It's the detailed calculation of the "punishment for robots" that I found hilarious. Gates explicitly says that
a robot should pay the same income tax, social security tax, and probably health insurance as the human worker(s) whom the robot replaced.LOL. That's entertaining by the concentration of the complete misunderstanding of the technological progress, mechanisms of taxation, goods that one gets for inflation, and everything else.
In the first month of his presidency, Donald Trump did many things that were nice surprises to me – because I was far from certain that the campaign pledges could have been taken seriously. He basically does what he promised when it comes to immigration from the Middle East and Mexico, the wall, trade deals, climate hysteria, and other things (which will hopefully include tax cuts in the next two weeks). However, his relationships with Russia are disappointing so far.
Days ago, his guy Flynn was basically professionally assassinated by the intelligence services for some probable contacts with some representatives of Russia (the Russian embassy?). I do think that guys like Flynn should interact with various Russians very frequently. It didn't help him that he had to lie about some of the contacts.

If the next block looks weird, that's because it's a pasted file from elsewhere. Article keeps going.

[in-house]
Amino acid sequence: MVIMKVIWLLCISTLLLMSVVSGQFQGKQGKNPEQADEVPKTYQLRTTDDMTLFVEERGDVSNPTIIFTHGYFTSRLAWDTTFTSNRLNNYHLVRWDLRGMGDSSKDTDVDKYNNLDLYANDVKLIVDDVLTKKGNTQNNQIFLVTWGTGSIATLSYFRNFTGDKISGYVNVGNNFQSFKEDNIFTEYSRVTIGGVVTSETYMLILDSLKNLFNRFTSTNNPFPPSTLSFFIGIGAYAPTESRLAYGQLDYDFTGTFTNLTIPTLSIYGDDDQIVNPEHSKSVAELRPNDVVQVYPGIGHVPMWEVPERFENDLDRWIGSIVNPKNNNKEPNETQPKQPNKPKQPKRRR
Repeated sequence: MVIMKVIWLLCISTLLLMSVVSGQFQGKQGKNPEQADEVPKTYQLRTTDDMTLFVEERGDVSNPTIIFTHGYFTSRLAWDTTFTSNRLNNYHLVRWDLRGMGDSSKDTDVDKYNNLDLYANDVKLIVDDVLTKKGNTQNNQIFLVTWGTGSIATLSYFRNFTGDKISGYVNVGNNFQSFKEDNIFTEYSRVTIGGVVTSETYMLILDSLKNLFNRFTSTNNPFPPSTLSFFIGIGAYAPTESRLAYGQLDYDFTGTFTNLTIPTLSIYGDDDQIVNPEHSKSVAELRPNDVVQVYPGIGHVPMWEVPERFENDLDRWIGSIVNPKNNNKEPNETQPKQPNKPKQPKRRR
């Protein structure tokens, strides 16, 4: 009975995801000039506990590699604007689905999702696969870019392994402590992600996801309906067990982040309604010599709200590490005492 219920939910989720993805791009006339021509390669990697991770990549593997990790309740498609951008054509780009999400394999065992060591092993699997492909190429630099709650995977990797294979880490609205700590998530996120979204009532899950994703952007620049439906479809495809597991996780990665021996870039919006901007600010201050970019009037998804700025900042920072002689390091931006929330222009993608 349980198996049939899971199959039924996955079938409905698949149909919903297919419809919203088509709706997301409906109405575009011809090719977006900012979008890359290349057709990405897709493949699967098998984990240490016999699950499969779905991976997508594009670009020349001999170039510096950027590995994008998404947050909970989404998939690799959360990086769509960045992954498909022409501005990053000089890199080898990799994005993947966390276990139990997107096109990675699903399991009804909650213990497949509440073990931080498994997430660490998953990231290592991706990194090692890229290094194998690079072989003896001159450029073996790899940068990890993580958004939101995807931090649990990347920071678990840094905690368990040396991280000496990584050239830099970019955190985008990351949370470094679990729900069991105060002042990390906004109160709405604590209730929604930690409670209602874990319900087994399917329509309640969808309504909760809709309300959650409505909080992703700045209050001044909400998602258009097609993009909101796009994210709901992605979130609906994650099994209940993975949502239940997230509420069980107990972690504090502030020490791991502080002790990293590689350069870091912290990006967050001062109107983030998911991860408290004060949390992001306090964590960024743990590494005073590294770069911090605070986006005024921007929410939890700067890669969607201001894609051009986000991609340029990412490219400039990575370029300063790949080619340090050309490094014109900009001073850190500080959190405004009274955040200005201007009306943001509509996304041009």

However, the insanity conservation law seems to be approximately obeyed when it comes to unrealistic U.S. demands from Russia. In particular, I was shocked when Rex Tillerson – often identified as a man with highly constructive relationships with Russia in the past – basically demanded Russia to return Crimea to Ukraine. Even many folks in the Obama team managed to learn not to say similarly stupid things in the recent year or so. It's even more disappointing when you hear such things from Trump himself because this demand is totally dumb.
If you're watching the tenth season of The Big Bang Theory, you must know that the latest episode started with Euler's disk, a supersized spinning coin. Here's a very helpful 2016 video about Euler's disk: